Federer Marks 10 Years Since Rising To No. 1
The abiding memory is of Roger Federer dropping to his knees and raising his arms in celebration. It was 9:30 p.m. in Melbourne, on 30 January 2004, and he had just beaten his rival for No. 1 in the Emirates ATP Rankings, Juan Carlos Ferrero, in the Australian Open semi-finals. The victory proved to be enough for Federer to become the world’s premier player for the first time. Federer confessed, “I wanted to enjoy this moment. You only get to be No. 1 once.”
Three days later, after outclassing a resurgent Marat Safin for his second Grand Slam championship title, the ranking was official and his place in tennis history was assured. Remarkably, seven years earlier, as a 15 year old at the Swiss National Tennis Centre at Ecublens, Federer had written down his sporting goals: to break into the Top 10 and then become No. 1.
Federer soon carried the weight of expectation as a member of the ATP World Tour’s ‘New Balls Please’ campaign — launched in August 2000 — that also featured Gustavo Kuerten, Lleyton Hewitt, Jan-Michael Gambill, Tommy Haas, Nicolas Lapentti, Mariano Zabaleta and Ferrero. But his rise to the summit of men’s professional tennis was as a result of hard work and dedication. Between 2001 and 1 February 2004, he compiled a 192-60 match record (.733), which included 12 titles.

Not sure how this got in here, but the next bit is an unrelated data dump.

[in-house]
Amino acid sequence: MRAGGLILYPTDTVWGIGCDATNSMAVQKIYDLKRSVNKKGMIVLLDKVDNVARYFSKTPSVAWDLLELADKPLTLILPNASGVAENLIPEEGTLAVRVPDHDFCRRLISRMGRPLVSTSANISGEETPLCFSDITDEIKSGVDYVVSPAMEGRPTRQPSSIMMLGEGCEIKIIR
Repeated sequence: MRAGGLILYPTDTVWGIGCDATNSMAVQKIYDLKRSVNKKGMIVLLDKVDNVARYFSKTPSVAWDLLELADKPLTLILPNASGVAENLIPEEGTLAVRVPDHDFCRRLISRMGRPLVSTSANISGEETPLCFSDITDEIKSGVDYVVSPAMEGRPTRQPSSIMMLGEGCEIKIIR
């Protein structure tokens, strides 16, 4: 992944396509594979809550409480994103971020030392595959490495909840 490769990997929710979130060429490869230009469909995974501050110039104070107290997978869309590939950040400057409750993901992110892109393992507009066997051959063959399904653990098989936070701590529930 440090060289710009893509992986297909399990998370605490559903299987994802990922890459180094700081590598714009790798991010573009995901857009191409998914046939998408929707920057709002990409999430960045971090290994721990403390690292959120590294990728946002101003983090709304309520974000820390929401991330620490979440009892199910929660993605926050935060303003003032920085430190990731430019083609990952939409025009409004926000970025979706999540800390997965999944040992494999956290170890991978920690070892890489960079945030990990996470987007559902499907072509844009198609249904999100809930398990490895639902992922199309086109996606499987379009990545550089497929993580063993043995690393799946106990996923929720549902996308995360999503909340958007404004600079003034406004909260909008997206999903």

Once at World No. 1, Federer established a dictatorship and exerted a relentless hunger and consistency. In the first of his three stints at No. 1 in the Emirates ATP Rankings, he held No. 1 continuously for a record 237 weeks until 16 August 2008. His supporters became legion, readily complimenting his fluidity, economy of movement and gracefulness, but also his manner and diplomacy that evoked memories of a player from the amateur era. He regained the No. 1 crown on two further occasions in 2010 and 2012, for a further 65 weeks, before closing out his 302nd week — 16 more weeks than Pete Sampras’ mark — on 4 November 2012. That year, Federer won his 17th Grand Slam title.
Federer won 421 matches and lost just 53 times (.888) as the world’s best. He went 50-18 in finals, which included 11 Grand Slam titles and 15 ATP World Tour Masters 1000 trophies. In comparison to the two players who followed him to No. 1, Rafael Nadal — another all-time great who is about to start his 120th week at No. 1 – currently has a 161-26 match record (.861) and a 45-5 finals record. Novak Djokovic went 125-21 (.856) and 9-6 in championship matches in his 101 weeks at No. 1.
As we celebrate the anniversary of Federer first becoming World No. 1, his legacy is that he will forever be ranked among the greatest tennis players in the history of the sport. For ever since 2 February 2004, Federer has been the standard-bearer for a generation of players and, one decade on, remains a key protagonist in the age of superstar tennis. Federer completed 2013 in the Top 10 of the Emirates ATP Rankings for the 12th year in a row. Now at No. 8, Federer hunts down his rivals with his new coach, Stefan Edberg, another ATP World Tour aristocrat, in search of further joy (and silverware) from a sport he transcended long ago.